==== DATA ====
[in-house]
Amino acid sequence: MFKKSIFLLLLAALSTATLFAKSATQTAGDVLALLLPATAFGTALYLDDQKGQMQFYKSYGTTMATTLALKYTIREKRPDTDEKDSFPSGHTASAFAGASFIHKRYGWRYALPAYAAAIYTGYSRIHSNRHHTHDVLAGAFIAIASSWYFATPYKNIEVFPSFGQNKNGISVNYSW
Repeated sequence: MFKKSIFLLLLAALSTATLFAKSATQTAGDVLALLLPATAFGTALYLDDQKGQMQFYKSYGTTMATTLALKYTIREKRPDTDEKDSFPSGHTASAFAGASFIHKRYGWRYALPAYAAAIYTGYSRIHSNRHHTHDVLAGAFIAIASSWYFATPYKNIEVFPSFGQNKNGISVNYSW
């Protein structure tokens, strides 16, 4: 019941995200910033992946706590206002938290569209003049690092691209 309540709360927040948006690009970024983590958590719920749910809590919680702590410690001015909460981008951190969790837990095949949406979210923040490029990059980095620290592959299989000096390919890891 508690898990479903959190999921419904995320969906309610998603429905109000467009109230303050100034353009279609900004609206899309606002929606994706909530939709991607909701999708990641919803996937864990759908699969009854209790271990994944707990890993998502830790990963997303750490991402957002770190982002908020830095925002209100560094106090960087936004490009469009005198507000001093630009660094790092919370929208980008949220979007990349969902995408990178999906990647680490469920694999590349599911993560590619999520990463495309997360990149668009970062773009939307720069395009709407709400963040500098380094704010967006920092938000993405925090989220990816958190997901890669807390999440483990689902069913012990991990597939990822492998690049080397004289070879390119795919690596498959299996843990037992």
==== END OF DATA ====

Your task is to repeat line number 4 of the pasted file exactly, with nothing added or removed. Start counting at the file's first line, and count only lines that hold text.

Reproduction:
């Protein structure tokens, strides 16, 4: 019941995200910033992946706590206002938290569209003049690092691209 309540709360927040948006690009970024983590958590719920749910809590919680702590410690001015909460981008951190969790837990095949949406979210923040490029990059980095620290592959299989000096390919890891 508690898990479903959190999921419904995320969906309610998603429905109000467009109230303050100034353009279609900004609206899309606002929606994706909530939709991607909701999708990641919803996937864990759908699969009854209790271990994944707990890993998502830790990963997303750490991402957002770190982002908020830095925002209100560094106090960087936004490009469009005198507000001093630009660094790092919370929208980008949220979007990349969902995408990178999906990647680490469920694999590349599911993560590619999520990463495309997360990149668009970062773009939307720069395009709407709400963040500098380094704010967006920092938000993405925090989220990816958190997901890669807390999440483990689902069913012990991990597939990822492998690049080397004289070879390119795919690596498959299996843990037992």